Sam Tellig loves the Brio R!
 ЗАМ 5 Е
Sam Tellig
Minimalism still rules at Rega. And
the gear is still assembled in England.
and MADE IN PRC. That's People's Re-
public of China. Of course, not all the
parts come from England. The beauti-
ful casework is Swiss.
The remote tells the story: six inputs,
a Mute button, and volume up/down.
There are five line-level RCA inputs
and one phono input. There is no pre-
amp output, but there is a Record Out-
put (the volume control doesn't kick |
in) for recording stuff, or for connect- |
ing an outboard headphone amp.
Otherwise, the Brio-R is feature
free-o. No balance control, no tone
controls, no headphone jack. No
speaker selector switch. No way to in-
dulge yourself with frivolous fripperies
like biwiring or biamping, It comes in
silver or black, and it’s diminutive: 8.5"
(220mm) wide by 3.25" (80mm) high
by 13" (330mm) deep, from the tip of
the volume knob to the back of the
speaker terminals. It weighs just under
14 Ibs—what the British call one stone.
That's four pounds more than Maksim,
Musical Fidelity M1DAC, using
the Musical Fidelity M1CDC
The Rega Brio-R delivered
a relaxed, nonfatiguing, solid
tight, taut bass) sound that
idn’t quite exhibit the sweet-
ness of tubes—or tube fsuris (trou-
ble). Compared to my reference
solid-state integrated, the LFD
LE IV, the Brio-R lacked ulti-
mate definition and detail. I got
the cat's meow but not the cat's
whiskers. What do you expect?
The LFD sells for $3695—more
than four times the price of the
Rega Brio-R. It lacks a remote
… and a built-in phono stage.
The Brio-R showed the excellence
that's possible when a manufacture
aspires to deliver less. Less power
than usual, Smaller size, Fewer fea-
tures. When you consider that a small,
British-built integrated amplifier cost
around $400 some 30 years ago, $895
seems most reasonable.
I was impressed by the quality of the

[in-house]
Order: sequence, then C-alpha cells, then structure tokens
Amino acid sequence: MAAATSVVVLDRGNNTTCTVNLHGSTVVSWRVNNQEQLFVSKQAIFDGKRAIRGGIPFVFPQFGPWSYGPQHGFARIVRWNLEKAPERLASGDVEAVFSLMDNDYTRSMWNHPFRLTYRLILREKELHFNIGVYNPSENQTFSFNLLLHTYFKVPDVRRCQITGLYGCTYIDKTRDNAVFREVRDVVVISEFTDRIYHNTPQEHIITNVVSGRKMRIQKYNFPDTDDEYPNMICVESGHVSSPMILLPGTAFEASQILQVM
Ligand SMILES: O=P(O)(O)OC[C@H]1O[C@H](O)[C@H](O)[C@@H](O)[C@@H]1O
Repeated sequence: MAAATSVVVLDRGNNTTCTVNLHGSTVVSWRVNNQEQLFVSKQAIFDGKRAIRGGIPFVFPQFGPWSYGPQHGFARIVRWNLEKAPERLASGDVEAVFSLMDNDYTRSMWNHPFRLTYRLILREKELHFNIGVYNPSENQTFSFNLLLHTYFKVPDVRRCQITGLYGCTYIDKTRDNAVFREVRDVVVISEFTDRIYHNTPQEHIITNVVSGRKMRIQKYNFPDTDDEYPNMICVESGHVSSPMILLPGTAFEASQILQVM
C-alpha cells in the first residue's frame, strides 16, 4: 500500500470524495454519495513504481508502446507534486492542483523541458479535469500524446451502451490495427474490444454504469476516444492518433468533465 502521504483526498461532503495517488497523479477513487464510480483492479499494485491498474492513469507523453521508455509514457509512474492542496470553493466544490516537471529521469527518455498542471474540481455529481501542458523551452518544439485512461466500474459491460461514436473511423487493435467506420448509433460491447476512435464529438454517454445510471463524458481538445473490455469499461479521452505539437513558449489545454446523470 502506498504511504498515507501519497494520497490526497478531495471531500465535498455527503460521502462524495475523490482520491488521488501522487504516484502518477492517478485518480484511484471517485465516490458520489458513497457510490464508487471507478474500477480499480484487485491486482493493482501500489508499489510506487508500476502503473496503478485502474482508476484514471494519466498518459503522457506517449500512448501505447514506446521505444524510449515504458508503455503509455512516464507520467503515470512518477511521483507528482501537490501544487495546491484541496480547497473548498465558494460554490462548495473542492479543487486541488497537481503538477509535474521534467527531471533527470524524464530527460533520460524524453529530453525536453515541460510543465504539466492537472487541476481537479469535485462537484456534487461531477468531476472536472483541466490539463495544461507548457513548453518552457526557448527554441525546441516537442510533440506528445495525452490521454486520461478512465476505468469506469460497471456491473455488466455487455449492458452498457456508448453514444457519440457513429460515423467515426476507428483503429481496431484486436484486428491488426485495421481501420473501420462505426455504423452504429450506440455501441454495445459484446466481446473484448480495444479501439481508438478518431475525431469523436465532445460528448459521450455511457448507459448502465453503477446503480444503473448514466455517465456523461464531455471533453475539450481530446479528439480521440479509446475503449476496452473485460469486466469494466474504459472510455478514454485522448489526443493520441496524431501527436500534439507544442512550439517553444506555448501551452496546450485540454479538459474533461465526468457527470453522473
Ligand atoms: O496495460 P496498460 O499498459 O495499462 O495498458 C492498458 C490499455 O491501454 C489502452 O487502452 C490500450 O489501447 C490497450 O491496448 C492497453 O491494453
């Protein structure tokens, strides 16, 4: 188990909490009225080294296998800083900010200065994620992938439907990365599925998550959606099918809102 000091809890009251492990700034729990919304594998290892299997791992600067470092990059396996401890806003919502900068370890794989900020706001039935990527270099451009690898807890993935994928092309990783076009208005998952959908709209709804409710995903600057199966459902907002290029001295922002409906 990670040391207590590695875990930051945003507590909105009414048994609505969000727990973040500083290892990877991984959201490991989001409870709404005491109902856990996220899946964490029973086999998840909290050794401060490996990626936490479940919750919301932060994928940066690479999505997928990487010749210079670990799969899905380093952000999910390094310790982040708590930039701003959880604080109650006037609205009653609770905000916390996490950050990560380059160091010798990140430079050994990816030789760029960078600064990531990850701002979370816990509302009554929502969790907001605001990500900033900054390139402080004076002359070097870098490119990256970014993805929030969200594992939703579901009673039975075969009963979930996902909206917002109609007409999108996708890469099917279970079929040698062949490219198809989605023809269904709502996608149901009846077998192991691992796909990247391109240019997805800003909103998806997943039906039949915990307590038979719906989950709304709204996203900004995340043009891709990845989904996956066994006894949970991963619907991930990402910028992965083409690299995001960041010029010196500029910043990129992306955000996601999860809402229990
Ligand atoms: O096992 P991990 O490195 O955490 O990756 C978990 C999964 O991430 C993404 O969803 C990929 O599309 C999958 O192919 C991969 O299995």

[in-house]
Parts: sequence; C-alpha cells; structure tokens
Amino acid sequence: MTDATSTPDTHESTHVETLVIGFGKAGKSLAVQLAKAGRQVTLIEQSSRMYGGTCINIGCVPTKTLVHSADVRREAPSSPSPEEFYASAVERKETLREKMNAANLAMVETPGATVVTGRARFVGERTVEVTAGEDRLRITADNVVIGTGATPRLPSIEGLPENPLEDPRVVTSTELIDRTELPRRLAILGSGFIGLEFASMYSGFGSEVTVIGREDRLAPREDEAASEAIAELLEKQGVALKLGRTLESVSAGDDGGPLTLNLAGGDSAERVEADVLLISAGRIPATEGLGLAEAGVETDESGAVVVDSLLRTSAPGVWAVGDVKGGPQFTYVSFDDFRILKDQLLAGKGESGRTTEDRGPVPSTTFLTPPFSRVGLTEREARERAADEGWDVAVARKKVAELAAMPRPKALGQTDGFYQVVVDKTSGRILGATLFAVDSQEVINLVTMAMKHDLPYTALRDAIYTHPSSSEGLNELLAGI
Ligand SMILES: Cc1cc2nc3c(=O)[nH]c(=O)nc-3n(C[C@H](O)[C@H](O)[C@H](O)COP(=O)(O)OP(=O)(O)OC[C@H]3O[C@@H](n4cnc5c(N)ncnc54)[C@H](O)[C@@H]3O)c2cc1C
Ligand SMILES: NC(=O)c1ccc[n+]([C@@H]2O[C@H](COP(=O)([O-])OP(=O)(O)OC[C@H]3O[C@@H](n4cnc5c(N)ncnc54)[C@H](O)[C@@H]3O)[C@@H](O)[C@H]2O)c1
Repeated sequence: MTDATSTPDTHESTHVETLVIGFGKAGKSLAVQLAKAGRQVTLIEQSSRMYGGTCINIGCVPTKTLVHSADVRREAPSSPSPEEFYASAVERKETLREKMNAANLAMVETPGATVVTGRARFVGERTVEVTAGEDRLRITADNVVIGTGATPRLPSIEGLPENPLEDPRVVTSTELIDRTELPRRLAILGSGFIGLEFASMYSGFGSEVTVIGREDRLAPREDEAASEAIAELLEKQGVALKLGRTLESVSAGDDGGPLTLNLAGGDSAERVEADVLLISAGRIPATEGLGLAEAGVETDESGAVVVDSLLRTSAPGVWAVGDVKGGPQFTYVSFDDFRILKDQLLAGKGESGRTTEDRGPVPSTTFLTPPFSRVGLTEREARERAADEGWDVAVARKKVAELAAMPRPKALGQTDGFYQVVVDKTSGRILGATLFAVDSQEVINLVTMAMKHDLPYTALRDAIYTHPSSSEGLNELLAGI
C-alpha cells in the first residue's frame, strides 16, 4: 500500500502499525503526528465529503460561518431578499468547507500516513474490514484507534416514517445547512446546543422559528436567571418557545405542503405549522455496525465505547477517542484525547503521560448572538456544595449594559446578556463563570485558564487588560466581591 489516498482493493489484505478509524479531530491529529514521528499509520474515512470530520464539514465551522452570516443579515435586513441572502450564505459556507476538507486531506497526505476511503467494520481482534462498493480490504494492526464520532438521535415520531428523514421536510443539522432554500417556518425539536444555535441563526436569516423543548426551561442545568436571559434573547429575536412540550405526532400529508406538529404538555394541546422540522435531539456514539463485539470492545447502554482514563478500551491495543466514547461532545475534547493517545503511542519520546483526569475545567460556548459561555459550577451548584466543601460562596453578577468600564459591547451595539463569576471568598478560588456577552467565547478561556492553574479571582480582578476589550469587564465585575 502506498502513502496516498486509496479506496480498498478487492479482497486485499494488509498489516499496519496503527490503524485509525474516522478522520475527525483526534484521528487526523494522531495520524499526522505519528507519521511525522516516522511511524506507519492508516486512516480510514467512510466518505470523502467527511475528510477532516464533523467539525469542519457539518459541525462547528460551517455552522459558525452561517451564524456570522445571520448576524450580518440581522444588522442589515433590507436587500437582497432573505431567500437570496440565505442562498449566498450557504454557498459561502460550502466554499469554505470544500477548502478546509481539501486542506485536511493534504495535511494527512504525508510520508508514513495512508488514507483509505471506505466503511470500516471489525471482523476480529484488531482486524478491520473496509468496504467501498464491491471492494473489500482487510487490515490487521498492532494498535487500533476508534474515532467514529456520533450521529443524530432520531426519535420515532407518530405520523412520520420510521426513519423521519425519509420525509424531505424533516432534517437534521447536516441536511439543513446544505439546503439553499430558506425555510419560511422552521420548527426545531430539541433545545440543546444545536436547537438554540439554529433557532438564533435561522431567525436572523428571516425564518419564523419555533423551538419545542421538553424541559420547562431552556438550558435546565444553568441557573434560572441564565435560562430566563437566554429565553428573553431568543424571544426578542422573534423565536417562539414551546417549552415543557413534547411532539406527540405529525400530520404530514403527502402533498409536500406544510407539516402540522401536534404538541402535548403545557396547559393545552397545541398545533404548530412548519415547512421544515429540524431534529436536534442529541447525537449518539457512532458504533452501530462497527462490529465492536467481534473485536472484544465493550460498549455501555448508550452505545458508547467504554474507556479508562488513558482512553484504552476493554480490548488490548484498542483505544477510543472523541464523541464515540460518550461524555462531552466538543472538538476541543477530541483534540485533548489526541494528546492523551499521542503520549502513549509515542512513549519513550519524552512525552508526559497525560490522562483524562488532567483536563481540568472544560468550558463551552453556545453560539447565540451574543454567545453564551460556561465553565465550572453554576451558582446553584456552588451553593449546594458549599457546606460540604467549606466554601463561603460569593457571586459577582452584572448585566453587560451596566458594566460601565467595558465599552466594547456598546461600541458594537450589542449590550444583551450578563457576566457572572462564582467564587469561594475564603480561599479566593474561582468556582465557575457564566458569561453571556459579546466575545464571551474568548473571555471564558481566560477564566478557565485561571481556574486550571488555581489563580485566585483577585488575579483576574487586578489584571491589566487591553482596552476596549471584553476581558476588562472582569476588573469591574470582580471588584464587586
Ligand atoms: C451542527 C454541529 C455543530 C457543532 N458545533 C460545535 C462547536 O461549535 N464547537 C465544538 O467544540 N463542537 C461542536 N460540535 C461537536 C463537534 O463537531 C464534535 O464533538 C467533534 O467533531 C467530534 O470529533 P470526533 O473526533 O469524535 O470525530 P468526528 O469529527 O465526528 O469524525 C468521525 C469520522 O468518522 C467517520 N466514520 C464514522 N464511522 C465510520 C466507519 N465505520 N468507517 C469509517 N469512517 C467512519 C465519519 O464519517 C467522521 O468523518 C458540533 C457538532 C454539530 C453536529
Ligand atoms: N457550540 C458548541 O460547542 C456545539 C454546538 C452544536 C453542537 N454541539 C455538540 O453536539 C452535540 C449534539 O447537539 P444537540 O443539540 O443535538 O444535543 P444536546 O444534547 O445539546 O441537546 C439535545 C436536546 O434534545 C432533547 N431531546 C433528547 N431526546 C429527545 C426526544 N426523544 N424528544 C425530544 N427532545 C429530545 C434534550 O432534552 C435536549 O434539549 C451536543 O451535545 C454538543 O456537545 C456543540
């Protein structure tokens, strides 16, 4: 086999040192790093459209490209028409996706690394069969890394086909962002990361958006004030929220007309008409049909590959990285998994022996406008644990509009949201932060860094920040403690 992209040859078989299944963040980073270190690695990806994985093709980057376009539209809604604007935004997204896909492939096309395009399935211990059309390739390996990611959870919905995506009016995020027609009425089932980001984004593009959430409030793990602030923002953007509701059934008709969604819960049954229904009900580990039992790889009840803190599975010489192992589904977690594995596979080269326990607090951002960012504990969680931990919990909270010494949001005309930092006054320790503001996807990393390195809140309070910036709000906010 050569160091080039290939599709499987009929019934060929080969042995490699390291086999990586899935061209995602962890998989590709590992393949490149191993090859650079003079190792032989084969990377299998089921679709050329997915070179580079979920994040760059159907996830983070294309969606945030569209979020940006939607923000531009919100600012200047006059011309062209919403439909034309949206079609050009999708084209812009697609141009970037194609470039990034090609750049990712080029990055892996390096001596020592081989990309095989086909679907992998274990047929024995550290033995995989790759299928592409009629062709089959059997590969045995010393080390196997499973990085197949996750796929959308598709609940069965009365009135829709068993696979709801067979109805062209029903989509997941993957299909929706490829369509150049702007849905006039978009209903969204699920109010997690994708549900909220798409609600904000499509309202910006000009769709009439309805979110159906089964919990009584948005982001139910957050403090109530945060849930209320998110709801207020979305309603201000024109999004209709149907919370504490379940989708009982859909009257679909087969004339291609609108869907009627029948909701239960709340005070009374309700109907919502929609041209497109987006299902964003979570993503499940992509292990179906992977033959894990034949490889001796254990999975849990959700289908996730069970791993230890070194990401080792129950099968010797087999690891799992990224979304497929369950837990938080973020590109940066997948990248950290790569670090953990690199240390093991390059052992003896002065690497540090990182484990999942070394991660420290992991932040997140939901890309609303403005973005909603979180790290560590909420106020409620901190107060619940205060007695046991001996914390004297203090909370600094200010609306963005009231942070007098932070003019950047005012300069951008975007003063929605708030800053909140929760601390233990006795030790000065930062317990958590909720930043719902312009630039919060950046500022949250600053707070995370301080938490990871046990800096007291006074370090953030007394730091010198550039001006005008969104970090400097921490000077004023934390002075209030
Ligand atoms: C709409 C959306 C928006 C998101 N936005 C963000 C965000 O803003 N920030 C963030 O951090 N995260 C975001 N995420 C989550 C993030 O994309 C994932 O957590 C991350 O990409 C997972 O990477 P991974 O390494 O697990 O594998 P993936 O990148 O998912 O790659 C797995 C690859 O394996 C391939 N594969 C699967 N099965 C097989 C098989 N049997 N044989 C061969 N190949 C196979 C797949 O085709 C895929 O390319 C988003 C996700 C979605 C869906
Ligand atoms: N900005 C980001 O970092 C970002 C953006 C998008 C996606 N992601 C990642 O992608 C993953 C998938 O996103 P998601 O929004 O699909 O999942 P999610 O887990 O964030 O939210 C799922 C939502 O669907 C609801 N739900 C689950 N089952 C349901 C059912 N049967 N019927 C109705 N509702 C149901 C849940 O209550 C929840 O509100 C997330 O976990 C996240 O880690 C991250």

Brio-R’s phono stage. I used my Rega
P25 turntable with Goldring 1042 car-
tridge. I hate to spoil Roy Hall, of im-
pu Music Hall, with more publicity,
ut the Goldring remains one of my
favorites. You're not limited to mov-
ing-magnet cartridges with the Brio;
you can use a high-output moving-coil
with an output of around 2.0mV or
more. One of my favorites is the Dy-
navector 10X53.
I pulled out more vinyl, including
one of my favorite LPs: Ben Webster's
At the Renaissance, recorded in 1960
(Contemporary/QJC/Analogue Pro-
ductions AAP] 011, out of print). I en-
joyed that analog sense of ease, even if
the resolution was not quite top-notch.
With a very high-resolution system,
I can make out snatches of chitchat
among the audience. Did those folks at
the Renaissance Club, on Hollywood's
Sunset Strip, know who Ben Web-
ster was? (The Doors’ drummer, John
Densmore, calls the place “a sacred
gin joint” See http://articles.latimes.
There are more powerful and high-
er-resolution amplifiers, including
some fine ones from Rega. Now, with
the added motivation of rattling Roy
Hall, I'm motivated to check out some
of them.
Christmas is coming. The geese are
getting fat., December 2011
our cat. The Brio-R is solid: tightly
built, muscular, like Maksim, and ready
with riposte. Its put together like a fine
feline or a Rolls-Royce motor car.
The power output is specified as
50Wpc into 8 ohms or 73W into 4
ohms. Not 70W, not 75W, but 73W.
The amplifier is said to be able to drive
“awkward loads as low as 1.7 ohms,” be-
low which the amp “is protected against
shorted speakers and reactive loads.”
The circuit design is new, as is the
look. According to the product manual,
Rega's engineers (in this case, Rega's
US rep, Steve Daniels) developed “a
low-source impedance emitter fol-
lower class-A driver stage. This is based
around a complementary pair of 150